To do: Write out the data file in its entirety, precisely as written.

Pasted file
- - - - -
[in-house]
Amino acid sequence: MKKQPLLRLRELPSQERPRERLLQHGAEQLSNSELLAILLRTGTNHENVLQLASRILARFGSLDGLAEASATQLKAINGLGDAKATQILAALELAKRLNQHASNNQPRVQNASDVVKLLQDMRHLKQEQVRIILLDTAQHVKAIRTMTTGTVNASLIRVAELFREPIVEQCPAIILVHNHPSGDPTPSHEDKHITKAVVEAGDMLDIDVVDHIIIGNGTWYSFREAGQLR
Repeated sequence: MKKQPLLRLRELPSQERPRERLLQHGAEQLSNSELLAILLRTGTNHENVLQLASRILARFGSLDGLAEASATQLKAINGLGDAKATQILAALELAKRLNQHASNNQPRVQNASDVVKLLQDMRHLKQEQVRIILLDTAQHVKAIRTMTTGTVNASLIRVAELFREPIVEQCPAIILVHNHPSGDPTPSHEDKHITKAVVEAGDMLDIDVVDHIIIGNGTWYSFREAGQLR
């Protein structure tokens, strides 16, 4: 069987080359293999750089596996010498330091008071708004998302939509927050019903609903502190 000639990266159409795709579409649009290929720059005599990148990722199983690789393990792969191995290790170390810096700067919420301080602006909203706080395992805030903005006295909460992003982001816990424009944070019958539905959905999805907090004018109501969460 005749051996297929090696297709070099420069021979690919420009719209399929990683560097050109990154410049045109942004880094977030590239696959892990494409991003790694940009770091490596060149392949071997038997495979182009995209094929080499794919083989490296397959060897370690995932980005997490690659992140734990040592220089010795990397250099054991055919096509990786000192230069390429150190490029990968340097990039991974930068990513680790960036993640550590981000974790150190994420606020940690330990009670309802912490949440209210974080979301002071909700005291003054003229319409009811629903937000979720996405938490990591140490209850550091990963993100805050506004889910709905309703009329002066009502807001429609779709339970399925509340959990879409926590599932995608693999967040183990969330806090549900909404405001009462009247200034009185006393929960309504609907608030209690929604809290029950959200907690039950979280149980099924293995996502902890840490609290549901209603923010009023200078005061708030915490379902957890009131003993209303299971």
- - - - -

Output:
[in-house]
Amino acid sequence: MKKQPLLRLRELPSQERPRERLLQHGAEQLSNSELLAILLRTGTNHENVLQLASRILARFGSLDGLAEASATQLKAINGLGDAKATQILAALELAKRLNQHASNNQPRVQNASDVVKLLQDMRHLKQEQVRIILLDTAQHVKAIRTMTTGTVNASLIRVAELFREPIVEQCPAIILVHNHPSGDPTPSHEDKHITKAVVEAGDMLDIDVVDHIIIGNGTWYSFREAGQLR
Repeated sequence: MKKQPLLRLRELPSQERPRERLLQHGAEQLSNSELLAILLRTGTNHENVLQLASRILARFGSLDGLAEASATQLKAINGLGDAKATQILAALELAKRLNQHASNNQPRVQNASDVVKLLQDMRHLKQEQVRIILLDTAQHVKAIRTMTTGTVNASLIRVAELFREPIVEQCPAIILVHNHPSGDPTPSHEDKHITKAVVEAGDMLDIDVVDHIIIGNGTWYSFREAGQLR
């Protein structure tokens, strides 16, 4: 069987080359293999750089596996010498330091008071708004998302939509927050019903609903502190 000639990266159409795709579409649009290929720059005599990148990722199983690789393990792969191995290790170390810096700067919420301080602006909203706080395992805030903005006295909460992003982001816990424009944070019958539905959905999805907090004018109501969460 005749051996297929090696297709070099420069021979690919420009719209399929990683560097050109990154410049045109942004880094977030590239696959892990494409991003790694940009770091490596060149392949071997038997495979182009995209094929080499794919083989490296397959060897370690995932980005997490690659992140734990040592220089010795990397250099054991055919096509990786000192230069390429150190490029990968340097990039991974930068990513680790960036993640550590981000974790150190994420606020940690330990009670309802912490949440209210974080979301002071909700005291003054003229319409009811629903937000979720996405938490990591140490209850550091990963993100805050506004889910709905309703009329002066009502807001429609779709339970399925509340959990879409926590599932995608693999967040183990969330806090549900909404405001009462009247200034009185006393929960309504609907608030209690929604809290029950959200907690039950979280149980099924293995996502902890840490609290549901209603923010009023200078005061708030915490379902957890009131003993209303299971």